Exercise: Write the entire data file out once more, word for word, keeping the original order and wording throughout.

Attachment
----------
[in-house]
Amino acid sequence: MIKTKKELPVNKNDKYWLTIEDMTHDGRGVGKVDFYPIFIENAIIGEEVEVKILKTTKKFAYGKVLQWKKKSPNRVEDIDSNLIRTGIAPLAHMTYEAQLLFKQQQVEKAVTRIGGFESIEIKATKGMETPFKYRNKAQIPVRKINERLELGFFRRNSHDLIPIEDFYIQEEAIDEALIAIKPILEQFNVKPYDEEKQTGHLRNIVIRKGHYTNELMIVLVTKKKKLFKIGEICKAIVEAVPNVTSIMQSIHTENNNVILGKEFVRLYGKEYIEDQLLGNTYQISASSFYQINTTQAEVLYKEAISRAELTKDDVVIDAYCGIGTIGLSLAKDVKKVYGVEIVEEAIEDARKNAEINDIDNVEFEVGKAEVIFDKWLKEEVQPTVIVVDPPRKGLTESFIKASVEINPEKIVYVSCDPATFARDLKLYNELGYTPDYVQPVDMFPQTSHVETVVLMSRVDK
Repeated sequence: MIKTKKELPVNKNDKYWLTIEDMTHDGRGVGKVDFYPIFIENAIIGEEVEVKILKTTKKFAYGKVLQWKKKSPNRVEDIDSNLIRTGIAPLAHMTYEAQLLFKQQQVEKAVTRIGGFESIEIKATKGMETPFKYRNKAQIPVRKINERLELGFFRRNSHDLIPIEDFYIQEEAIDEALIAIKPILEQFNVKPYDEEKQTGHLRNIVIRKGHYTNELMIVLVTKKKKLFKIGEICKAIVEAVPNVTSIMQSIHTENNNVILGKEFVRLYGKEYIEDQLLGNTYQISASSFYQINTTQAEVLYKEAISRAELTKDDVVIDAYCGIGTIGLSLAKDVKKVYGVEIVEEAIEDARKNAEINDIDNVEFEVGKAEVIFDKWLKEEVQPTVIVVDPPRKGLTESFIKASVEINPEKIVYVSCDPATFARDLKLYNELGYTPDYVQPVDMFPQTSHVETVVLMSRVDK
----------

[in-house]
Amino acid sequence: MIKTKKELPVNKNDKYWLTIEDMTHDGRGVGKVDFYPIFIENAIIGEEVEVKILKTTKKFAYGKVLQWKKKSPNRVEDIDSNLIRTGIAPLAHMTYEAQLLFKQQQVEKAVTRIGGFESIEIKATKGMETPFKYRNKAQIPVRKINERLELGFFRRNSHDLIPIEDFYIQEEAIDEALIAIKPILEQFNVKPYDEEKQTGHLRNIVIRKGHYTNELMIVLVTKKKKLFKIGEICKAIVEAVPNVTSIMQSIHTENNNVILGKEFVRLYGKEYIEDQLLGNTYQISASSFYQINTTQAEVLYKEAISRAELTKDDVVIDAYCGIGTIGLSLAKDVKKVYGVEIVEEAIEDARKNAEINDIDNVEFEVGKAEVIFDKWLKEEVQPTVIVVDPPRKGLTESFIKASVEINPEKIVYVSCDPATFARDLKLYNELGYTPDYVQPVDMFPQTSHVETVVLMSRVDK
Repeated sequence: MIKTKKELPVNKNDKYWLTIEDMTHDGRGVGKVDFYPIFIENAIIGEEVEVKILKTTKKFAYGKVLQWKKKSPNRVEDIDSNLIRTGIAPLAHMTYEAQLLFKQQQVEKAVTRIGGFESIEIKATKGMETPFKYRNKAQIPVRKINERLELGFFRRNSHDLIPIEDFYIQEEAIDEALIAIKPILEQFNVKPYDEEKQTGHLRNIVIRKGHYTNELMIVLVTKKKKLFKIGEICKAIVEAVPNVTSIMQSIHTENNNVILGKEFVRLYGKEYIEDQLLGNTYQISASSFYQINTTQAEVLYKEAISRAELTKDDVVIDAYCGIGTIGLSLAKDVKKVYGVEIVEEAIEDARKNAEINDIDNVEFEVGKAEVIFDKWLKEEVQPTVIVVDPPRKGLTESFIKASVEINPEKIVYVSCDPATFARDLKLYNELGYTPDYVQPVDMFPQTSHVETVVLMSRVDK